Mirizzi syndrome, also known as EBCS, is a rare complication in which the CBD is obstructed by compression caused by the impaction of one or more gallstones in the cystic duct. In 2007, Beltran et al. added a Type V EBCS to the original four classifications, which validated the relationship of Mirizzi Syndrome to cholecystoenteric fistula (1).
Because Type V EBCS is a novel classification, there are only few case reports detailing it (4,5). To the best of our knowledge, ours shows that air in the biliary duct may be a sign of Type V EBCS. The fistula present between the gallbladder and the duodenum allows air to infiltrate the bile duct and bile to drain into the duodenum, which explains the patient’s decreased bilirubin levels and why some patients do not exhibit jaundice.
A search of the PubMed, Embase and Web of Science databases for the terms “aerobilia” and “Mirrizi syndrome” revealed two cases of Type V EBCS with aerobilia (5,6) caused by fistula or infection, the former corresponding to Type V EBCS (7,8).
Mirizzi syndrome is a dangerous anatomical transformation, representing a particular challenge for the biliary surgeon, and bears significant potential for morbidity and biliary injury. Preoperative recognition of this condition is important for avoidance of inadvertent ligation or severance of the bile duct. Surgical treatment should be planned after a careful assessment of the local situation and anatomy. Our case is instructive for surgeons in diagnosis of Type V Mirizzi syndrome prior to surgery, providing an avenue for more effective planning. However, our case has limitations, because air in the bile duct can be seen in other conditions, such as the uncomplicated biliary fistula, and Type V Mirizzi needs to be diagnosed by enhanced CT, MRCP and ultrasound combined intraoperative exploration.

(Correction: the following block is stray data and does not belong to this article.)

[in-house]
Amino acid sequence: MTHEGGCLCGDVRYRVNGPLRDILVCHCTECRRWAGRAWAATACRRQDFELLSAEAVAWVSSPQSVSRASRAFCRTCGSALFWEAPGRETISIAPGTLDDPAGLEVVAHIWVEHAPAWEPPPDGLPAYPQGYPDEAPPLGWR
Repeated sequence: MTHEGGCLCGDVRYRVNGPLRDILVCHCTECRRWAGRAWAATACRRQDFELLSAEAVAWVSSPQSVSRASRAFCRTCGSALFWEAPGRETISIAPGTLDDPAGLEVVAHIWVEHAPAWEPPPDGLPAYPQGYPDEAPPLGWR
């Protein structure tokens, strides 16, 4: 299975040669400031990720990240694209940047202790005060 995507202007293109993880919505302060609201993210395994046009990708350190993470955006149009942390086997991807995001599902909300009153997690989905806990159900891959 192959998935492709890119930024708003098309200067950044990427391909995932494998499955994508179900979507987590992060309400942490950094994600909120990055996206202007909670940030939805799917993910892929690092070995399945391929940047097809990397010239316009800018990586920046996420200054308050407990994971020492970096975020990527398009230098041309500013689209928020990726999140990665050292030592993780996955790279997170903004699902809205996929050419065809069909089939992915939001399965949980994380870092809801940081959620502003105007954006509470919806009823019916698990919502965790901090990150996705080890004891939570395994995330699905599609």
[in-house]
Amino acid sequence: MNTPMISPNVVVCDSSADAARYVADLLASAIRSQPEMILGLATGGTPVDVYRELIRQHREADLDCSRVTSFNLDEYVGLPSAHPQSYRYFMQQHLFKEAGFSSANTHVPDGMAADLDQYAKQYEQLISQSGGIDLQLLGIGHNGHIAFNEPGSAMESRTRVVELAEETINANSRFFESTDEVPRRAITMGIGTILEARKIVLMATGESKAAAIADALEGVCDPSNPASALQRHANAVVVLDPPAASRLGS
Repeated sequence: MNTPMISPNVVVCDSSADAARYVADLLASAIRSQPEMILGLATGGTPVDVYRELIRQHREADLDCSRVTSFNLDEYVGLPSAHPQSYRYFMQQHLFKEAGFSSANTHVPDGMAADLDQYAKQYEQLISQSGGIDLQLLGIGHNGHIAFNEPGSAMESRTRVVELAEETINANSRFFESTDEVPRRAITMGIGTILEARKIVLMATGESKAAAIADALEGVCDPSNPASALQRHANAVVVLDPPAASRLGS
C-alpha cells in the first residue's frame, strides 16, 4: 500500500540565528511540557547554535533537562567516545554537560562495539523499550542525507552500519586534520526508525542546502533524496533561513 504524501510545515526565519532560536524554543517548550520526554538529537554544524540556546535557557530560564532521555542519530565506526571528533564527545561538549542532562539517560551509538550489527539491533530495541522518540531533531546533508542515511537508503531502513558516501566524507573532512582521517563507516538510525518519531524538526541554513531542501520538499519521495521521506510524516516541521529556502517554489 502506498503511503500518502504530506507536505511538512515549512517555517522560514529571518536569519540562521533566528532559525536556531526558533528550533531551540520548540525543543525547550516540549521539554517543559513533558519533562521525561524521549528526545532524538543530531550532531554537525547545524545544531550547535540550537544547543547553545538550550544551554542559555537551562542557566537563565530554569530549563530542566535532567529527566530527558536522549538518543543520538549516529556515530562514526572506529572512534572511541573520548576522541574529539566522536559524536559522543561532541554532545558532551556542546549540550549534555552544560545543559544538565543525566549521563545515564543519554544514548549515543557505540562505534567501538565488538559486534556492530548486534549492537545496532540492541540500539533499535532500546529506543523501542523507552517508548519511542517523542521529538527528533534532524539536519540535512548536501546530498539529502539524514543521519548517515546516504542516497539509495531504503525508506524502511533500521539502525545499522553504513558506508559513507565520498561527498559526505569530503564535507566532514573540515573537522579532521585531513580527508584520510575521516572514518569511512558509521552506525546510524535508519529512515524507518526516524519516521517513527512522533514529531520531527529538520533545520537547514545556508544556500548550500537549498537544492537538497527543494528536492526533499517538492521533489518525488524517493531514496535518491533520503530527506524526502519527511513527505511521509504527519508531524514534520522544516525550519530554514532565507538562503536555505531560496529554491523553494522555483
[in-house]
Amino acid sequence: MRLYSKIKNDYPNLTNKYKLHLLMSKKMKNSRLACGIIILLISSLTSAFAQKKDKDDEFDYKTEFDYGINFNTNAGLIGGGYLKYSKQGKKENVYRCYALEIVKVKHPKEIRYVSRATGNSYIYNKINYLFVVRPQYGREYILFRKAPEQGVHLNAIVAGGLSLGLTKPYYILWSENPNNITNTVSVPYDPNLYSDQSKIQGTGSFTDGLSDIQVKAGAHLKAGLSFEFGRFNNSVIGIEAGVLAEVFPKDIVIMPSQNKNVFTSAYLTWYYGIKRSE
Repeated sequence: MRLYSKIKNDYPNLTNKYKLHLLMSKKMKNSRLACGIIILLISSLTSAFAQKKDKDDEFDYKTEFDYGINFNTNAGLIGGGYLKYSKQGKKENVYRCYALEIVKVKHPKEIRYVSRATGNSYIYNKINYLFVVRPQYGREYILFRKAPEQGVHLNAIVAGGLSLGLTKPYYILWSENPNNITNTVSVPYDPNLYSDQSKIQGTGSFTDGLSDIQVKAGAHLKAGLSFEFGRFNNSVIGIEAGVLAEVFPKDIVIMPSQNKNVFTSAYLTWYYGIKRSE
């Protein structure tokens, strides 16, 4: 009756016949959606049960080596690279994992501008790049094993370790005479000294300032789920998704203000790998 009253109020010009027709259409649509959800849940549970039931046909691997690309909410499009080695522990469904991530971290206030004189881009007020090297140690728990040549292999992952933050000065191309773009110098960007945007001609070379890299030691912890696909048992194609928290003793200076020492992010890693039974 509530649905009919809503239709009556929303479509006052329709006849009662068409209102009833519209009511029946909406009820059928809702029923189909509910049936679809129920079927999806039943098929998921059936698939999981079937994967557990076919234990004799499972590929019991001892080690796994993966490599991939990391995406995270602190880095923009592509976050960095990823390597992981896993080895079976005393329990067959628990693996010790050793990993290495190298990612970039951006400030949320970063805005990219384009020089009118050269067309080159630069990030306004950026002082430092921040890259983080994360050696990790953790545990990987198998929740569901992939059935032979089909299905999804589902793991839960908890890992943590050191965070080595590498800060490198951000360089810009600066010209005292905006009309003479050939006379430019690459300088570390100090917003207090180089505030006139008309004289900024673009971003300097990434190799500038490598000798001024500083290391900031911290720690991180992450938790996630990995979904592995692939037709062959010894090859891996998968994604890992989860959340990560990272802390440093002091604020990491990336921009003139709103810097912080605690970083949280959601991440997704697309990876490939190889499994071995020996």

Mirizzi syndrome is difficult to diagnose and treat. Air in the biliary duct as an indicator of this condition can assist in presurgical diagnosis. Cholecystectomy, fistula excision, and biliary-enteric anastomosis with Roux-en-Y loop appear to be the most appropriate surgical interventions for Type V.
Conflicts of Interest: The authors have no conflicts of interest to declare.
Ethical Statement: The authors are accountable for all aspects of the work in ensuring that questions related to the accuracy or integrity of any part of the work are appropriately investigated and resolved. Written consent was obtained from the patient for publication of this case report. The patient gave consent for his clinical details as well as any identifying images to be published in this study.
- Beltran MA, Csendes A, Cruces KS. The relationship of Mirizzi syndrome and cholecystoenteric fistula: validation of a modified classification. World J Surg 2008;32:2237-43. [Crossref] [PubMed]
- Wichmann C, Wildi S, Clavien PA. The relationship of Mirizzi syndrome and cholecystoenteric fistula: validation of a modified classification. World J Surg 2008;32:2244-5. [Crossref] [PubMed]
- Clemente G, Tringali A, De Rose AM, et al. Mirizzi Syndrome: Diagnosis and Management of a Challenging Biliary Disease. Can J Gastroenterol Hepatol 2018;2018:6962090. [Crossref] [PubMed]
- Faridi MS, Pandey A. Mirizzi Syndrome Type II with Cholecystoduodenal Fistula: An Infrequent Combination. Malays J Med Sci 2014;21:69-71. [PubMed]
- Chatzoulis G, Kaltsas A, Danilidis L, et al. Mirizzi syndrome type IV associated with cholecystocolic fistula: a very rare condition--report of a case. BMC Surg 2007;7:6. [Crossref] [PubMed]
- Beltran MA, Csendes A. Mirizzi syndrome and gallstone ileus: an unusual presentation of gallstone disease. J Gastrointest Surg 2005;9:686-9. [Crossref] [PubMed]
- Vialle R, L'Helgouarc'h J L, Burdy G, et al. Gastroenterol Clin Biol 2002;26:289-91. [Aerobilia: a rare consequence of anaerobic acute cholecystitis: a case report]. [PubMed]
- Schiemann U, Dayyani V, Muller-Lisse UG, et al. Aerobilia as an initial sign of a cholecystoduodenal fistula--a case report. MMW Fortschr Med 2004;146:39-40. [PubMed]